The previous statements illustrate how sport and physical activity are embedded in the societal structures that promote them, i.e., in a social, cultural, political, and economic context, which manifests itself, for example, in infrastructure, events, or the industry for sports equipment, and in the environment (Fig. 1). Thus, in an analysis of sport and physical activity against the backdrop of a holistic understanding of sustainable development, ecological, social, and economic aspects must be taken into account. Additionally, it should be noted that the relationships between sport and physical activity, society, and the environment are bidirectional and involve complex interactions and feedback loops (Bernard et al., 2021). That means, physical activity and sport, particularly organized sports with its structures for training and competition, shape societal structures and contribute to the ecological and social crises that we are facing today: climate change, loss of biodiversity, exploitation, migration—just to name a few (Bernard et al., 2021; Tittlbach et al., 2023b). Simultaneously, climate change or migration are also altering the way sport and physical activity are pursued and organized. A highly simplified example: as outlined above, sport-related travel contributes to climate change, which is associated with extreme weather events and natural disasters which are in turn associated with decreased physical activity which might again result in altered sport-related travel behavior (Bernard et al., 2021). Sport and physical activity should thus be regarded as part of a problem and as part of the solution to issues of sustainable development.

Fig. 1
figure 1

Sport and physical activity in society and environment (modified after Kuhn (1996) and Tittlbach et al. (2023b))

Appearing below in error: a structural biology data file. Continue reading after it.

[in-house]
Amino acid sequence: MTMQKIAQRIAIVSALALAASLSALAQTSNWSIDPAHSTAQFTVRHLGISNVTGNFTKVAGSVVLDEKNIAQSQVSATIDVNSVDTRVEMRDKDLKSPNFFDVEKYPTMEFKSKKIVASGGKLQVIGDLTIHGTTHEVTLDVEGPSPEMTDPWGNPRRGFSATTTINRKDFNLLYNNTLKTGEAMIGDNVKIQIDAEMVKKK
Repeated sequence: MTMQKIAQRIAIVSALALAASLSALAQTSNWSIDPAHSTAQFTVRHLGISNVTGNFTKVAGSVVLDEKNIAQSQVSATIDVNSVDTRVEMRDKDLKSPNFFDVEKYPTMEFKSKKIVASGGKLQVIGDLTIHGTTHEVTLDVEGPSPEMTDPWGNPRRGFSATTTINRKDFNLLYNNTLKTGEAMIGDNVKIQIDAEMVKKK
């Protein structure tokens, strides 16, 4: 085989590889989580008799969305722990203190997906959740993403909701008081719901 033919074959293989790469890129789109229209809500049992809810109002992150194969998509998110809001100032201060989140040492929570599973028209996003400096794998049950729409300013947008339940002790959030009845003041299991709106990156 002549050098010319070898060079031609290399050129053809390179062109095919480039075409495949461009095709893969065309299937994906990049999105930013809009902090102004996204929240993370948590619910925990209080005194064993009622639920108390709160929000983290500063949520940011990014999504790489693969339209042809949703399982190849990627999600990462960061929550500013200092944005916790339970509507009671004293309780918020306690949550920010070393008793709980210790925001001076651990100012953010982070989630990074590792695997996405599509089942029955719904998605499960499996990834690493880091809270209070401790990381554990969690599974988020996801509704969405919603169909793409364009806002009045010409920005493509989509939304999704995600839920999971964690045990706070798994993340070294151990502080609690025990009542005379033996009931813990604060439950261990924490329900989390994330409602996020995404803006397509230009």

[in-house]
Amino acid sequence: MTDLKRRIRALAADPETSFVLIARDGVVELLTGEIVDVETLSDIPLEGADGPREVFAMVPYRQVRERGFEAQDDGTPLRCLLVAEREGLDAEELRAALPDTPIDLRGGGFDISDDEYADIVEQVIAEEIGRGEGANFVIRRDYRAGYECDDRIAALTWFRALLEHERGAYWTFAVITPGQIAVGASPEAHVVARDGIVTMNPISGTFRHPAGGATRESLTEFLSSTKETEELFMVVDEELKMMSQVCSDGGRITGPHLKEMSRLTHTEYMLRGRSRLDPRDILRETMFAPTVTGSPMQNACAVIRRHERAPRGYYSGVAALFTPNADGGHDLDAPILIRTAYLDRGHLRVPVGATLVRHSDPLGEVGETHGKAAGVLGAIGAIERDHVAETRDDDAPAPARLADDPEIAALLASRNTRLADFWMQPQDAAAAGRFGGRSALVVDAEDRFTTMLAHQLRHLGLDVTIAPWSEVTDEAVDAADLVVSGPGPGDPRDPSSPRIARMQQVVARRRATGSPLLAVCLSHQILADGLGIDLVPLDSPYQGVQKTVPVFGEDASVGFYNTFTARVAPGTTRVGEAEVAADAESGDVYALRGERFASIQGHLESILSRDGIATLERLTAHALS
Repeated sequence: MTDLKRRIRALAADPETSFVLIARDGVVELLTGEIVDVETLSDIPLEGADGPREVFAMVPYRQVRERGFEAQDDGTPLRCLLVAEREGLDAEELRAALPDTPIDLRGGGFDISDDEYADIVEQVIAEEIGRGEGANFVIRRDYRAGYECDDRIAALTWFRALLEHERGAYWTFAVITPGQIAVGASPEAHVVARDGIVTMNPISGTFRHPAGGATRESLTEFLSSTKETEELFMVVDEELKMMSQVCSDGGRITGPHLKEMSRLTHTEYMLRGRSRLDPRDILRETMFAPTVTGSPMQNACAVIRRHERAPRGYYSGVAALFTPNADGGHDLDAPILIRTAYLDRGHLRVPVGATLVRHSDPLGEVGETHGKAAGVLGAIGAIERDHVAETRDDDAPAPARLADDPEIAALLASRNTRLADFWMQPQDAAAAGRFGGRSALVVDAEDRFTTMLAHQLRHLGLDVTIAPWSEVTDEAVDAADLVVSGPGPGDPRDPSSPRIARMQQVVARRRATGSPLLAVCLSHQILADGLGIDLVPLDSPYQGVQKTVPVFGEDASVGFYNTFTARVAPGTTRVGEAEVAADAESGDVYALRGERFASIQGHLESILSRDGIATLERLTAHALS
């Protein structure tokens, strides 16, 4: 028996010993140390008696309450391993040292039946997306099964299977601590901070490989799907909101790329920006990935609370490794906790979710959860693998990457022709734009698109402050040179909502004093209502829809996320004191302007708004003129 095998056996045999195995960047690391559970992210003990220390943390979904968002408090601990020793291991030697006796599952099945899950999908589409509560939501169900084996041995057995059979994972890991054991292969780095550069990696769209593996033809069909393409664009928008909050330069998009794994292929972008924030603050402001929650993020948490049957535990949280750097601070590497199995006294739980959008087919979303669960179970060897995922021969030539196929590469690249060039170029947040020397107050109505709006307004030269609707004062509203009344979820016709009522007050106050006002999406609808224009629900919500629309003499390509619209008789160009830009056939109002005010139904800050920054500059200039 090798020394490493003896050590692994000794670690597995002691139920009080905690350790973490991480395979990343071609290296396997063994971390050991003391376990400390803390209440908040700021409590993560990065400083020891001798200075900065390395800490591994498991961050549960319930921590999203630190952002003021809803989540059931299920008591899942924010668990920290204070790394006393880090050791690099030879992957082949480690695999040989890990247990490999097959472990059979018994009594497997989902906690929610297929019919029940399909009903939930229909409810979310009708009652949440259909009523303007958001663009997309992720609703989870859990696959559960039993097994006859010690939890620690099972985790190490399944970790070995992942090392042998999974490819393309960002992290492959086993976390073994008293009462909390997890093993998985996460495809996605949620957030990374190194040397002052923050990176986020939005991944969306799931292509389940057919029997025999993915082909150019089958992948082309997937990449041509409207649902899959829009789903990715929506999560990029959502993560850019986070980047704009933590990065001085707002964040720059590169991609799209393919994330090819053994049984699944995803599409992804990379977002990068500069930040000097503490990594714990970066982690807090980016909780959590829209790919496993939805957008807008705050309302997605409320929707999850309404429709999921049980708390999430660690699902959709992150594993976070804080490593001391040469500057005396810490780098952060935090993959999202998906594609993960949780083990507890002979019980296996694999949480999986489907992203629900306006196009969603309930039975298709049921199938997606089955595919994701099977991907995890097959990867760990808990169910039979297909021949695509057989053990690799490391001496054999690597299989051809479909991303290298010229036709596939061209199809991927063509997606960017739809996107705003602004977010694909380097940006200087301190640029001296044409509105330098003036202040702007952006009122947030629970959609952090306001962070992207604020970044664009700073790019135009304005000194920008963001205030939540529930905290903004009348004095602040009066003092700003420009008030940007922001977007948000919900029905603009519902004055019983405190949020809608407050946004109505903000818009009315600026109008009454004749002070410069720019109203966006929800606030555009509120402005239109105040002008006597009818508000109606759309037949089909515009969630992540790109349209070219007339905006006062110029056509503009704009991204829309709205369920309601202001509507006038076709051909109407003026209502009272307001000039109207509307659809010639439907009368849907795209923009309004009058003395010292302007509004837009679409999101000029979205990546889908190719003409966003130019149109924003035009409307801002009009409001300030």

Perspectives and challenges

The integration of sustainable development principles into the realms of sport and physical activity has gained substantial attention in recent years. The ambivalence of the associations between sport or physical activity and sustainable development results in the need for a societal model for processes of negotiation between the needs of present versus future generations (intergenerational justice), interests of the Global North versus Global South (intragenerational justice), ecological consequences versus social (including economic and political) needs, and between scientific accuracy versus social or political acceptance (Borowy, 2014). As sport and physical activity are important societal subsystems in which many people actively or passively participate (Eurostat, 2022; IfD Allensbach, 2021), they bear responsibility regarding, for example, climate protection, biodiversity and social justice. But individual stakeholders and institutions in sport and physical activity also have the opportunity to motivate people and take them along on the path to a more sustainable society in the sense of a pioneering role. So, players in sport and physical activity must deal with their responsibility for society and environment on all levels—from individual athletes or coaches to sports and exercise scientists and political decision-makers (Abu-Omar & Gelius, 2020; Bundesministerium für Umwelt, Naturschutz, nukleare Sicherheit und Verbraucherschutz, 2023). The former are more responsible for themselves and their immediate environment, while the latter bear responsibility on a structural level. Thus, the research topic ‘sustainable development in sport and physical activity’ is located between individual behavior and structural framework conditions, and between ecological, social, and economic issues. It represents a relatively new and quite complex field of research in sports science at the interface to many other scientific disciplines.

Overview of the articles in this issue

The special issue “Sustainable development in sport and physical activity—perspectives and challenges” of the German Journal of Exercise and Sport Research endeavors to provide new insights into the multifaceted topic of sustainable development in sport and physical activity. The articles compiled in this special issue address various aspects and questions related to sustainable development in the context of sport and physical activity from different perspectives (Fig. 2); they outline challenges and provide perspectives for the future.

Fig. 2
figure 2